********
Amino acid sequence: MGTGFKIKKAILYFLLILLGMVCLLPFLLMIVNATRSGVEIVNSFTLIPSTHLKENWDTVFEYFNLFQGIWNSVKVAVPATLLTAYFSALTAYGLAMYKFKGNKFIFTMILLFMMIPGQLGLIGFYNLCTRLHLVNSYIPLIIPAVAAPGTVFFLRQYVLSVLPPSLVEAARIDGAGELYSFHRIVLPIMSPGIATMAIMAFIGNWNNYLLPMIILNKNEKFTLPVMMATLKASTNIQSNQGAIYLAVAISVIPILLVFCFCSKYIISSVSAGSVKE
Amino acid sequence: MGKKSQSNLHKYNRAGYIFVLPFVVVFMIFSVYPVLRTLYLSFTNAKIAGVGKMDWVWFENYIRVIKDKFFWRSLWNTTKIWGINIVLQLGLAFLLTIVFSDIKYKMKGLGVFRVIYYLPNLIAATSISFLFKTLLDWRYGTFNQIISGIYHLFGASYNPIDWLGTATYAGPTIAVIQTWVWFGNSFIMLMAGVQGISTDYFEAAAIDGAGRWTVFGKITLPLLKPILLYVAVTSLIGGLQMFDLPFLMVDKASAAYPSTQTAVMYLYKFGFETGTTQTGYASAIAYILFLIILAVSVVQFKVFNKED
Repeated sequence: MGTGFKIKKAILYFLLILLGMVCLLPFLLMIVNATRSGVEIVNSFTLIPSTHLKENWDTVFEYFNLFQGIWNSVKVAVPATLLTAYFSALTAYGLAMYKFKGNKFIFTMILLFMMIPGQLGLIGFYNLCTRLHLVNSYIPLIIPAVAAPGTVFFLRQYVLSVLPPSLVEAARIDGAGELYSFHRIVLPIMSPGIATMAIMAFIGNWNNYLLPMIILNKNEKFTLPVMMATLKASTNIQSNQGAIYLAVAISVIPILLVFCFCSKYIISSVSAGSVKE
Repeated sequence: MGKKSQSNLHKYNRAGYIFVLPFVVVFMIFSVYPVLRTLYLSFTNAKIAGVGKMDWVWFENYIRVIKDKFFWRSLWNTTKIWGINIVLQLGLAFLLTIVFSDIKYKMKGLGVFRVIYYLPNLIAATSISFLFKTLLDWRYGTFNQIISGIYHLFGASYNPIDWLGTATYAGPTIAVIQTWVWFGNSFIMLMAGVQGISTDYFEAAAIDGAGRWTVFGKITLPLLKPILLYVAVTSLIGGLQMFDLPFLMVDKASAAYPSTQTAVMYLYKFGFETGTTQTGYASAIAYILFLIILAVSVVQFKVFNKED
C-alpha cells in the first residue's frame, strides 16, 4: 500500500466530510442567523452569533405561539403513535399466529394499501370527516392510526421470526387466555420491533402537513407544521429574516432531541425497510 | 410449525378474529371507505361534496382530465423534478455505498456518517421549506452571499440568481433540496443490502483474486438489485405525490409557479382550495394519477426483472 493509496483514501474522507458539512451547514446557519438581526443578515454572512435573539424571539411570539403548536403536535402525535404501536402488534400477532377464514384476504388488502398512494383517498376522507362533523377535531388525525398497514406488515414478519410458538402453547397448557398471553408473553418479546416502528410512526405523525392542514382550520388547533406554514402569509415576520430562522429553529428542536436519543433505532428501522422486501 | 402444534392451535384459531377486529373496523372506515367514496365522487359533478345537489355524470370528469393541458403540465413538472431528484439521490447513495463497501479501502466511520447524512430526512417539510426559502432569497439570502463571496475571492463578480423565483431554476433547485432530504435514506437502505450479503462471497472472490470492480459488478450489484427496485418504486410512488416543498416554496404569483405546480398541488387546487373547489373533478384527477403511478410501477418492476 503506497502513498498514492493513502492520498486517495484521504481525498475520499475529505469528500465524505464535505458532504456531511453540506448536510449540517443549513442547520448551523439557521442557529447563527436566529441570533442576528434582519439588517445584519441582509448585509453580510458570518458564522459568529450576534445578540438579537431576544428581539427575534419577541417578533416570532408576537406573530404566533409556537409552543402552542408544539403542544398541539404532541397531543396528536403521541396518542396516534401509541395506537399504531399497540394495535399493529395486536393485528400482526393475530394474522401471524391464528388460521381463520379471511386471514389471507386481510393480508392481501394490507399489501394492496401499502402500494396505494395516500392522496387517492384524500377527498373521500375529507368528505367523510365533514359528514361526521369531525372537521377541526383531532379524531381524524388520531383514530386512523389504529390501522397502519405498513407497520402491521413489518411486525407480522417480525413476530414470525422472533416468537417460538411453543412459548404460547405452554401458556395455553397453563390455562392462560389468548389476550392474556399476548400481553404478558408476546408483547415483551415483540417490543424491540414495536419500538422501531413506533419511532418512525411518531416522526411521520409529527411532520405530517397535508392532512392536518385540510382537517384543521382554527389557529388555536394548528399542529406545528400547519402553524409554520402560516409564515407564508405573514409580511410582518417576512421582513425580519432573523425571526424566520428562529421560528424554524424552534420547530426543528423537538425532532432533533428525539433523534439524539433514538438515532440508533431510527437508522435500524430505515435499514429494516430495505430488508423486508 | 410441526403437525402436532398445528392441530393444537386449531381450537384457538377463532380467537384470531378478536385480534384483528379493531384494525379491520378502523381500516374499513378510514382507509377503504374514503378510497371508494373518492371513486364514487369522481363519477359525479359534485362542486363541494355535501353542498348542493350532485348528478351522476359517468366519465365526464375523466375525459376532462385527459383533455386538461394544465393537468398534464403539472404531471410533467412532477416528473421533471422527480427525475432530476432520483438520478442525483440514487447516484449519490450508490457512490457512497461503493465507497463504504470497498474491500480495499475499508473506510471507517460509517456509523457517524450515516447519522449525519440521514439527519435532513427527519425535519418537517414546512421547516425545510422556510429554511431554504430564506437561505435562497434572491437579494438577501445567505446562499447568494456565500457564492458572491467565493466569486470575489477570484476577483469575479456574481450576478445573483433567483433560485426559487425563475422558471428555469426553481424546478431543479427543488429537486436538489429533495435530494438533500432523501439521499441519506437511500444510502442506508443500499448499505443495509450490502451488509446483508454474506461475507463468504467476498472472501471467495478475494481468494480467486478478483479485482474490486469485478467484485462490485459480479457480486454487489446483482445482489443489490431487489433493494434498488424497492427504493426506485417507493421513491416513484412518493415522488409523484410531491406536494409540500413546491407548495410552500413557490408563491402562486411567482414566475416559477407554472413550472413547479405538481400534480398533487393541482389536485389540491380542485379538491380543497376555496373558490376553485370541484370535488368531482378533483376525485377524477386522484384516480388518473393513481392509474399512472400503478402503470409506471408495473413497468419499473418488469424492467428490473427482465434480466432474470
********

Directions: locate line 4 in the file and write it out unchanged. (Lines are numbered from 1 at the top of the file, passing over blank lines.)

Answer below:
Repeated sequence: MGKKSQSNLHKYNRAGYIFVLPFVVVFMIFSVYPVLRTLYLSFTNAKIAGVGKMDWVWFENYIRVIKDKFFWRSLWNTTKIWGINIVLQLGLAFLLTIVFSDIKYKMKGLGVFRVIYYLPNLIAATSISFLFKTLLDWRYGTFNQIISGIYHLFGASYNPIDWLGTATYAGPTIAVIQTWVWFGNSFIMLMAGVQGISTDYFEAAAIDGAGRWTVFGKITLPLLKPILLYVAVTSLIGGLQMFDLPFLMVDKASAAYPSTQTAVMYLYKFGFETGTTQTGYASAIAYILFLIILAVSVVQFKVFNKED